Friday, October 23, 2009
The Oct. 23 Washington Post has a story by Cecilia Kang, p 18A, link web URL here to the effect that writing the network neutrality regulations will be a long and politically difficult process. The story title is “FCC to draft net neutrality rules, taking step toward Web regulation: Writing of regulations expected to be long, contentious process”.
Even progressives and liberals admit that poorly conceived rules, while superficially protecting consumers from arbitrary actions by telecommunications providers, could hurt small startup companies attempting creative innovations, such as with the many new ideas being tossed around for new social media.
On page 22A of the same paper, Mike Musgrove reports on comments by Google chief executive Eric Schmidt, to the effect that abusive behavior by major telecommunications companies should be prohibited, major bigtime regulation should be avoided because it would shut down innovation by the smaller businesses that liberal politicians believe they are trying to protect.
A comparable story appears on p A5 of The Washington Times, "FCC moves on Net Neutrality: Cites concern over Internet's accessibility", by Tom LoBianoc, here.
Wednesday, October 21, 2009
FCC's net neutrality rules may be well intended, but is it dangerous for FCC to have the power to issue them?
Corynne McSherry has a valuable essay on the Electronic Frontier Foundation site, “Is Net Neutrality an FCC Trojan Horse?”, link here.
The EFF typically takes libertarian positions, even against overregulation that may sound well intended and protective of individual rights. Here is no exception: EFF is not criticizing the FCC network neutrality regs (from Chairman Genachowski) per se, but tie Federal Communication Commission’s “ancillary” authority to develop and implement them. EFF suggests that the FCC could get tempted to implement its own “Internet decency policy” (an administrative CDA or COPA, which would probably be unconstitutional). The FCC made the case for its authority in a case involving Comcast, with the court brief here with a Progress of Freedom Foundation rebuttal here with respect to Bit Torrent. EFF also envisions an imaginary “Internet Lawful Use Policy” that could mimic the DMCA. Possibly even (in my opinion) it could consider some form of mandatory liability insurance for bloggers, in order to reduce “systemic risk”, a new Obama administration buzzword these days.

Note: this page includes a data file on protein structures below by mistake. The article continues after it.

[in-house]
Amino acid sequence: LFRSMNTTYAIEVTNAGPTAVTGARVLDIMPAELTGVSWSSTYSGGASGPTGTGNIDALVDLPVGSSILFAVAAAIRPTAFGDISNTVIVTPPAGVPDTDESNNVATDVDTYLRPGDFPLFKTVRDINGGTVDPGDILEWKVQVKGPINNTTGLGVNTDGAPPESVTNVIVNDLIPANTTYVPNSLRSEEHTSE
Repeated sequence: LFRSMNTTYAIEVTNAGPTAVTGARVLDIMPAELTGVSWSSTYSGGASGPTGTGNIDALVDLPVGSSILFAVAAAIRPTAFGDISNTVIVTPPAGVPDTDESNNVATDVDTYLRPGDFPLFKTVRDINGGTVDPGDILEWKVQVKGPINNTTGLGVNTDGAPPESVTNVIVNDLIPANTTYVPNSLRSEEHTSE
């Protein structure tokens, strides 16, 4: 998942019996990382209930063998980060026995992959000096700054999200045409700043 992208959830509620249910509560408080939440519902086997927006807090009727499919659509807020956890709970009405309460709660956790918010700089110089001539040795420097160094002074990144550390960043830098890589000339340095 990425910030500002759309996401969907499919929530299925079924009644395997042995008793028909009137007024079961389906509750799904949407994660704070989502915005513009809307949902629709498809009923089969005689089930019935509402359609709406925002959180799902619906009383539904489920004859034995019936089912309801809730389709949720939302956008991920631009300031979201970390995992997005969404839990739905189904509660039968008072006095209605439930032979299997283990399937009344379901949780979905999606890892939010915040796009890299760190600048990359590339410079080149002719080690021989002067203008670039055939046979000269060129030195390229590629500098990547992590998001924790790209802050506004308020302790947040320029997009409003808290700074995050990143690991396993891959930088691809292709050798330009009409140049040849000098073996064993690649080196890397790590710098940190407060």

Thursday, October 08, 2009
Cecilia Kang has followed up with a story on p A25 of the Thursday Oct. 8 Washington Post, “FCC Chief Promises Industry More Spectrum – and Net Neutrality Rules,” link here.
One of the biggest points is that wireless operations (compared to landline cable) need more flexibility in adjusting bandwidth for technical reasons, without any real customer impact in the usual sense. Companies are also expanding the concept of portability. AT&T will run Internet applications for the iPhone on its wireless network. Verizon and Google are developing the Android application system for cell phone software, with the idea of accepting any applications. Some of the groundwork for this stuff had been done by teenage hobbyists, as reported here in August 2007.
Saturday, October 03, 2009
In late September, some Republican senators moved to bloc FCC proposals to use its administrative authority to enforce network neutrality rules on telecommunications companies.
A typical story is by John Eggerton of Multichannel News, “.Republicans Move To Block FCC's Network Neutrality Initiative: Hutchison Introduces Amendment To Appropriations Bill Prohibiting Agency From Spending Money To 'Implement New Regulatory Mandates'”. The link is here.
The resolution was introduced as an amendment to an appropriations bill. Cosponsors were Senators John Ensign (R-Nev.), Sam Brownback (R-Kan.), David Vitter (R-La.), Jim DeMint (R-S.C.) and John Thune (R-S.D.) The GOP statement suggests that the party believes that policy should emphasize technical upgrades for everyone, and bring broadband speeds up to those in South Korea and Japan; doing so, even if allowing preferences, will help ordinary speakers and consumers more than government-enforced, neutrality, they argue.
On Monday Sept. 28 The Washington Post ran an editorial "The FCC's Heavy Hand: Federal regulators should not be telling Internet service providers how to run their businesses", link here. The Post is appropriately critical of Mr. Genachowski's plans to micromanage what is a reasonably well running marketplace. I was a bit surprised by the editorial.